“Remember you should never quote a price until you’ve established the value behind your product and service” – Jerry Pilkey in today’s Tip 753
How do you differentiate yourself from your competitor?
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Scott Ingram: You’re listening to the Daily Sales Tips podcast and I’m your host, Scott Ingram. Today’s tip comes from Jerry Pilkey. Jerry is President of Selling Solutions where he provides customized sales training, onsite and online by incorporating a simple philosophy into every session; “don’t ever quote price until you have established value”. As a Professor, Author, and Sales Educator, he has produced 15 sales and customer service training courses. Here he is:
Jerry Pilkey: Your price is too high. If you’re frequently hearing this response, you have to review your sales process in a hurry. Your price is too high, is a typical response to those who have been all too quick to offer up a price. You quote your price, the customer doesn’t like it. And it’s pretty much over at that point. And I’ll give you an example of that.
I learned this the hard way. Many years ago, I was given the opportunity to sell in the foodservice industry. I was right at retail. I was given a territory. I walked in the back door of a kitchen and I said, “Hey Peter, I’m Jerry. And I’m your new foodservice sales rep.” He said, “How much is your French Fries?” And without asking any qualifying questions, for example, how many do you buy? What product are you buying? What brand are you buying? I simply offered up a price. I grabbed my product book. I searched through thinking that this is going to be my first sale. I offered up a price, his response, “Too much. Get out.” Where can you go at that point other than, “Okay, Peter, how much do you want to pay?”
It then becomes a price negotiation and you’ve set the stage for all other future dealings. The question you want to ask yourself is “How much do I want to sell my product for?” Establish what you’re willing to comfortably ask for your product and build your value proposition around it. As you plan and prepare for your proposal presentation, ask yourself this question. What is the perceived value of my offering to this customer and can I successfully justify how its value and my service exceed my asking price?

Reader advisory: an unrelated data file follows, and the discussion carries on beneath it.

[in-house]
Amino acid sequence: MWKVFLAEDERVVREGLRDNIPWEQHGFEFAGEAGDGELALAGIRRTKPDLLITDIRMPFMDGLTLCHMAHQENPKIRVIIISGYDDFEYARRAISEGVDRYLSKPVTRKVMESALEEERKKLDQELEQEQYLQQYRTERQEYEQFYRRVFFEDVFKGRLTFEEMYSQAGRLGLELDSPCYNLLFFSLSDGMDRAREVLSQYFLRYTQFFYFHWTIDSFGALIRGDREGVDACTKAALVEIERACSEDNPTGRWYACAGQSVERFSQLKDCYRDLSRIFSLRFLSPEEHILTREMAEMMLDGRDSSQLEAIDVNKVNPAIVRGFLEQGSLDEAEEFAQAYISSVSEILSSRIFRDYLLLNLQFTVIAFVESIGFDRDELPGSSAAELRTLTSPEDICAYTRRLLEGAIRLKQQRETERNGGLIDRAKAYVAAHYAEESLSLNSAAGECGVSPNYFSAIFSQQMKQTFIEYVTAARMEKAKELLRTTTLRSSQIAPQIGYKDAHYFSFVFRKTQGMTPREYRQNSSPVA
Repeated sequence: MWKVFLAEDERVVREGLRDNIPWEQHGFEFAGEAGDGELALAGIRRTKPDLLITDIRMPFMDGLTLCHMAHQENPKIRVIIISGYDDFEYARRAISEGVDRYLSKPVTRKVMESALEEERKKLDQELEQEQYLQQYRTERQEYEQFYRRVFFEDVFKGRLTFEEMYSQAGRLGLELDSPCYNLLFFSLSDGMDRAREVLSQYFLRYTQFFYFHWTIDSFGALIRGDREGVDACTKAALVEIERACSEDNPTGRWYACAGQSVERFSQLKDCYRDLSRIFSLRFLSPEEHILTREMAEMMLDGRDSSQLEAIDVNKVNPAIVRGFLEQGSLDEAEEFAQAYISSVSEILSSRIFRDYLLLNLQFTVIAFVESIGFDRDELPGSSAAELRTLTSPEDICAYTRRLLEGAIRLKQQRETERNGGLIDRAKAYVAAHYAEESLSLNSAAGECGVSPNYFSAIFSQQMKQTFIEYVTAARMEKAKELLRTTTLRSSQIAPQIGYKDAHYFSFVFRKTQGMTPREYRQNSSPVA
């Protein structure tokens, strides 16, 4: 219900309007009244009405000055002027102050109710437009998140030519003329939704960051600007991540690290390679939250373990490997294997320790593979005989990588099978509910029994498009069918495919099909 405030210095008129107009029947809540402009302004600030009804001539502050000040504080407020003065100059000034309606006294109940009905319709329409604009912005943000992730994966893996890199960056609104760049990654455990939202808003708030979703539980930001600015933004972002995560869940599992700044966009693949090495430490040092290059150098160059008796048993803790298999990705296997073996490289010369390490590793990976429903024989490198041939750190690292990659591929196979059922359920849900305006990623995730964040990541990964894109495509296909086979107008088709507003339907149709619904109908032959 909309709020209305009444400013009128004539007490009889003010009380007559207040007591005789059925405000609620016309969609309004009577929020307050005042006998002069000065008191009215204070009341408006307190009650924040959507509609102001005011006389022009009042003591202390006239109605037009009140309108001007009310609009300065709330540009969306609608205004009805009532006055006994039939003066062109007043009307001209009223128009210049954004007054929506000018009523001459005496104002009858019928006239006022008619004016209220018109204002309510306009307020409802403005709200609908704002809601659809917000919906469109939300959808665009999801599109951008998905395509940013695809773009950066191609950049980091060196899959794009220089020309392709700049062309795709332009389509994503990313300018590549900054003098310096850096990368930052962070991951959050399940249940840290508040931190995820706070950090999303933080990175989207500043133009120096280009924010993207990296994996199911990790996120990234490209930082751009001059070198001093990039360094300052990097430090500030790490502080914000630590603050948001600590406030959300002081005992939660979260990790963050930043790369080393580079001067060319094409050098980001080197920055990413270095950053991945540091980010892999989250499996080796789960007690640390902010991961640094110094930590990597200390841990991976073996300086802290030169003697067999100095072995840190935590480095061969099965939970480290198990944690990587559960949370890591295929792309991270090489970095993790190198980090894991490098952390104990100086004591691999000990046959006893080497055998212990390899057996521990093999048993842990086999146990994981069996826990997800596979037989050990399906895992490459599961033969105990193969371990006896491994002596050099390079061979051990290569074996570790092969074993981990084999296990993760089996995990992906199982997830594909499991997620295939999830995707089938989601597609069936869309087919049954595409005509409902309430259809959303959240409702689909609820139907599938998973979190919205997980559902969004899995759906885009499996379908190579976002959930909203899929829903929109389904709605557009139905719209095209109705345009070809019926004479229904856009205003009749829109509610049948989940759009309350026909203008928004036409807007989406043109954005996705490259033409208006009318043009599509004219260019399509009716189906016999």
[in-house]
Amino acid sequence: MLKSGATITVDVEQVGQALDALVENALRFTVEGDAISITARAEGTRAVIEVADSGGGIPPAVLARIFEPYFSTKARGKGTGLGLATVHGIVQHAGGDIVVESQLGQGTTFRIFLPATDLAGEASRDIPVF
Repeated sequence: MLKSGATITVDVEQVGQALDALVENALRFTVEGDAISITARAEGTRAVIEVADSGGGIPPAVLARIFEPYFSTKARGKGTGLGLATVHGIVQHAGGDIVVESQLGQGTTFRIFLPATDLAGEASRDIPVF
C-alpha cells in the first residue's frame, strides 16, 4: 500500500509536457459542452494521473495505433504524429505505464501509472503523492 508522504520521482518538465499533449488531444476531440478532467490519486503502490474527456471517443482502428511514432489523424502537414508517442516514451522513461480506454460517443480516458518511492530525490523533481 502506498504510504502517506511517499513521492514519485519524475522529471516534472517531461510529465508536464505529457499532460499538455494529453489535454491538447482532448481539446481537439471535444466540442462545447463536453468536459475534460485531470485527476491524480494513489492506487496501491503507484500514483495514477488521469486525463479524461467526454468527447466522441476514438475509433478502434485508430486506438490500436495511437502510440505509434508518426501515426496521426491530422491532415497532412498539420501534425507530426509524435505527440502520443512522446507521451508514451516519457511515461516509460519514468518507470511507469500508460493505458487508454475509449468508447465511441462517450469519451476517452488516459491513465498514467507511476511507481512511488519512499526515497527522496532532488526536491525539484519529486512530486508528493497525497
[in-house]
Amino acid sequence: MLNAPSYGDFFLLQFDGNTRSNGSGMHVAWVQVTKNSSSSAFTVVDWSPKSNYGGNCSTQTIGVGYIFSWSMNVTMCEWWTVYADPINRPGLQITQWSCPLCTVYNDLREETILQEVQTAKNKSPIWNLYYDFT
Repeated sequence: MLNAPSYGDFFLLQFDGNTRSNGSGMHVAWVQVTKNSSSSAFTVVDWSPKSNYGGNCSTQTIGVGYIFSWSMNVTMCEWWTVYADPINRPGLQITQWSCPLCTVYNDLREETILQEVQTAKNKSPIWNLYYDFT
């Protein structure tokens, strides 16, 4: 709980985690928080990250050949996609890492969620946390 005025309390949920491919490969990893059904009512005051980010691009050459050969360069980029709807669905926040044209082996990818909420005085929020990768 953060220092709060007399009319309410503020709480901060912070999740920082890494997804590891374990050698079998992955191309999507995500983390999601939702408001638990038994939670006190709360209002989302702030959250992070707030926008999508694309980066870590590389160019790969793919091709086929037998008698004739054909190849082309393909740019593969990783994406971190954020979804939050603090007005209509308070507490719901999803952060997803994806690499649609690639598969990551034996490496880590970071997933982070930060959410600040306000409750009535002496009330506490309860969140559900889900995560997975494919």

You will be asked to reduce your price. It’s human nature to want to negotiate. That said here’s some things to consider when presenting, as they relate to your ability to justify and ultimately combat the inevitable requests for a price reduction.
Remember you should never quote a price until you’ve established the value behind your product and service, which I didn’t do on my first sales call. If you jump in too quickly with your price, you can go back and try to justify, but the likelihood of success is minimal. Decide in advance, what’s your solution is worth. Before you can sell anyone. You need to be absolutely convinced that what you’re offering is worth the asking price. If you’re not convinced yourself, your presentation will not be convincing. If you imply that your price is negotiable, it will always be negotiable. Present your proposal with conviction and confidence that you are providing the customer with the best possible pricing. And do that the first time.
How have you differentiated yourself from your competitor? You must position yourself differently just because the competition sells on price does not mean that you have to do the same, find a way to show the customer that you’re different, that you add value to the relationship. The customer must view you as a partner in business. Once you establish that position and you truly represent value to the customer, pricing will become secondary and you will win on your price.
Position yourself as a professional, the way you dress, the way you project yourself, the way you answer their questions, your overall approach to doing business will determine their approach to doing business with you. There are two different types of buyers when it comes to price, there are those that say they want the best price, but if you ask, you’ll find that they truly care about what they’re getting and simply want the best value and most appropriate products for their business. This is where you can really excel in terms of selling to their needs and keeping them cost appropriate. Then there are those that simply buy the cheapest, lowest quality product on the market. These are the real price buyers. Recognize them and be prepared to leave them for your competitors.
Scott Ingram: To connect with Jerry on LinkedIn and for more about his educational platforms, just click over to DailySales.Tips/753
Once you’ve done that. Be sure to come back tomorrow for another great sales tip. Thanks for listening!